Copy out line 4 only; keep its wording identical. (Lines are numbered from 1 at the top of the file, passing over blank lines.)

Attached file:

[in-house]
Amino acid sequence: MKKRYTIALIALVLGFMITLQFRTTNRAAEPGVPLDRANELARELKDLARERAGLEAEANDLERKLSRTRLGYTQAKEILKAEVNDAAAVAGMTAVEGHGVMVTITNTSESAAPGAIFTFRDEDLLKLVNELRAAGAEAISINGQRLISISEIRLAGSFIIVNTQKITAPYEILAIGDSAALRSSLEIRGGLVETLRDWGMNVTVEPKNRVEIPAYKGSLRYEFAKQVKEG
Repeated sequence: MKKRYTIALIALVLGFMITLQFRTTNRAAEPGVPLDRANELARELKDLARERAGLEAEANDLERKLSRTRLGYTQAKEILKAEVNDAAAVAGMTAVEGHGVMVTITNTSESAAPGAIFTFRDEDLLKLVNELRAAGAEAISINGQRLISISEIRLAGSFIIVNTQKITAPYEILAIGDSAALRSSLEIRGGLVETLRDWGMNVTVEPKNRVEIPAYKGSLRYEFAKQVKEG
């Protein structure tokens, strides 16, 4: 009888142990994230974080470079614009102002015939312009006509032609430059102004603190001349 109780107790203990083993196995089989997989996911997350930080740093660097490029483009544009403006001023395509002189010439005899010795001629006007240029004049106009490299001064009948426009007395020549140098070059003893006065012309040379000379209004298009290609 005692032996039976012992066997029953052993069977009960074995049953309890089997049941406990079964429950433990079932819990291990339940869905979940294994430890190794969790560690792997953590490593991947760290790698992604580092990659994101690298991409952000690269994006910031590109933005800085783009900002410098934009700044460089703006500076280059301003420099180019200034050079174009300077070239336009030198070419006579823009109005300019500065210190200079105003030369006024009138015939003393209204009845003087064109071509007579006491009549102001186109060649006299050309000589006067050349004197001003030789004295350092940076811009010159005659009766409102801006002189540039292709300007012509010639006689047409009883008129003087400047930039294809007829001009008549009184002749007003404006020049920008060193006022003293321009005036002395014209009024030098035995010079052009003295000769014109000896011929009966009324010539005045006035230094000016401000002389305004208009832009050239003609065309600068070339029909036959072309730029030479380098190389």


């Protein structure tokens, strides 16, 4: 009888142990994230974080470079614009102002015939312009006509032609430059102004603190001349 109780107790203990083993196995089989997989996911997350930080740093660097490029483009544009403006001023395509002189010439005899010795001629006007240029004049106009490299001064009948426009007395020549140098070059003893006065012309040379000379209004298009290609 005692032996039976012992066997029953052993069977009960074995049953309890089997049941406990079964429950433990079932819990291990339940869905979940294994430890190794969790560690792997953590490593991947760290790698992604580092990659994101690298991409952000690269994006910031590109933005800085783009900002410098934009700044460089703006500076280059301003420099180019200034050079174009300077070239336009030198070419006579823009109005300019500065210190200079105003030369006024009138015939003393209204009845003087064109071509007579006491009549102001186109060649006299050309000589006067050349004197001003030789004295350092940076811009010159005659009766409102801006002189540039292709300007012509010639006689047409009883008129003087400047930039294809007829001009008549009184002749007003404006020049920008060193006022003293321009005036002395014209009024030098035995010079052009003295000769014109000896011929009966009324010539005045006035230094000016401000002389305004208009832009050239003609065309600068070339029909036959072309730029030479380098190389």